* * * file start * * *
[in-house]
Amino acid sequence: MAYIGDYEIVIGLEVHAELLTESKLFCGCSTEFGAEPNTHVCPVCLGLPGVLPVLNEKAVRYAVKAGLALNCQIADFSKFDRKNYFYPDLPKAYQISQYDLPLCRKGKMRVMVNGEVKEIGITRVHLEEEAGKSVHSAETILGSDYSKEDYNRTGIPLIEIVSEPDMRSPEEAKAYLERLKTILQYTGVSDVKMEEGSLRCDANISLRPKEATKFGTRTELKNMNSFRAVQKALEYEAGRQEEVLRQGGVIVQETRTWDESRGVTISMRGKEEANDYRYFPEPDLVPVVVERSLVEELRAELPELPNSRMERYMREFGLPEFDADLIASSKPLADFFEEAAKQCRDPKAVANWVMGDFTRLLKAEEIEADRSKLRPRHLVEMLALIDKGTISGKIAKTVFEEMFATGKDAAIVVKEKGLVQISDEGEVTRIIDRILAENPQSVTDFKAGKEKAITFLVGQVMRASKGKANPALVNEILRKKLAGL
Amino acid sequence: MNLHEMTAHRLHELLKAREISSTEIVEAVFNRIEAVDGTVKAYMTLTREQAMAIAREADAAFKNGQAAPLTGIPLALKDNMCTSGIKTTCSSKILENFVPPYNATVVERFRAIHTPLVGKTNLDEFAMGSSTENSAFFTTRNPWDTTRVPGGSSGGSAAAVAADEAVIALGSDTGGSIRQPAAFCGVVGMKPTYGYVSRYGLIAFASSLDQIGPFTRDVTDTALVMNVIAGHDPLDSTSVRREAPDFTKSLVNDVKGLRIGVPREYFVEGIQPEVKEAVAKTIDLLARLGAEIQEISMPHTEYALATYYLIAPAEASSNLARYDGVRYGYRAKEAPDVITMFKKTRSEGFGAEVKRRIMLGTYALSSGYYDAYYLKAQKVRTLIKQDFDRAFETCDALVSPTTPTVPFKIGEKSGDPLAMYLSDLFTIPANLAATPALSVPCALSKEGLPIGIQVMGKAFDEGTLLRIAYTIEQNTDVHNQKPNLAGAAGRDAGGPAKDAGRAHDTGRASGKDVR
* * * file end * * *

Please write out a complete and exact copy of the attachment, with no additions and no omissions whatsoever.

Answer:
[in-house]
Amino acid sequence: MAYIGDYEIVIGLEVHAELLTESKLFCGCSTEFGAEPNTHVCPVCLGLPGVLPVLNEKAVRYAVKAGLALNCQIADFSKFDRKNYFYPDLPKAYQISQYDLPLCRKGKMRVMVNGEVKEIGITRVHLEEEAGKSVHSAETILGSDYSKEDYNRTGIPLIEIVSEPDMRSPEEAKAYLERLKTILQYTGVSDVKMEEGSLRCDANISLRPKEATKFGTRTELKNMNSFRAVQKALEYEAGRQEEVLRQGGVIVQETRTWDESRGVTISMRGKEEANDYRYFPEPDLVPVVVERSLVEELRAELPELPNSRMERYMREFGLPEFDADLIASSKPLADFFEEAAKQCRDPKAVANWVMGDFTRLLKAEEIEADRSKLRPRHLVEMLALIDKGTISGKIAKTVFEEMFATGKDAAIVVKEKGLVQISDEGEVTRIIDRILAENPQSVTDFKAGKEKAITFLVGQVMRASKGKANPALVNEILRKKLAGL
Amino acid sequence: MNLHEMTAHRLHELLKAREISSTEIVEAVFNRIEAVDGTVKAYMTLTREQAMAIAREADAAFKNGQAAPLTGIPLALKDNMCTSGIKTTCSSKILENFVPPYNATVVERFRAIHTPLVGKTNLDEFAMGSSTENSAFFTTRNPWDTTRVPGGSSGGSAAAVAADEAVIALGSDTGGSIRQPAAFCGVVGMKPTYGYVSRYGLIAFASSLDQIGPFTRDVTDTALVMNVIAGHDPLDSTSVRREAPDFTKSLVNDVKGLRIGVPREYFVEGIQPEVKEAVAKTIDLLARLGAEIQEISMPHTEYALATYYLIAPAEASSNLARYDGVRYGYRAKEAPDVITMFKKTRSEGFGAEVKRRIMLGTYALSSGYYDAYYLKAQKVRTLIKQDFDRAFETCDALVSPTTPTVPFKIGEKSGDPLAMYLSDLFTIPANLAATPALSVPCALSKEGLPIGIQVMGKAFDEGTLLRIAYTIEQNTDVHNQKPNLAGAAGRDAGGPAKDAGRAHDTGRASGKDVR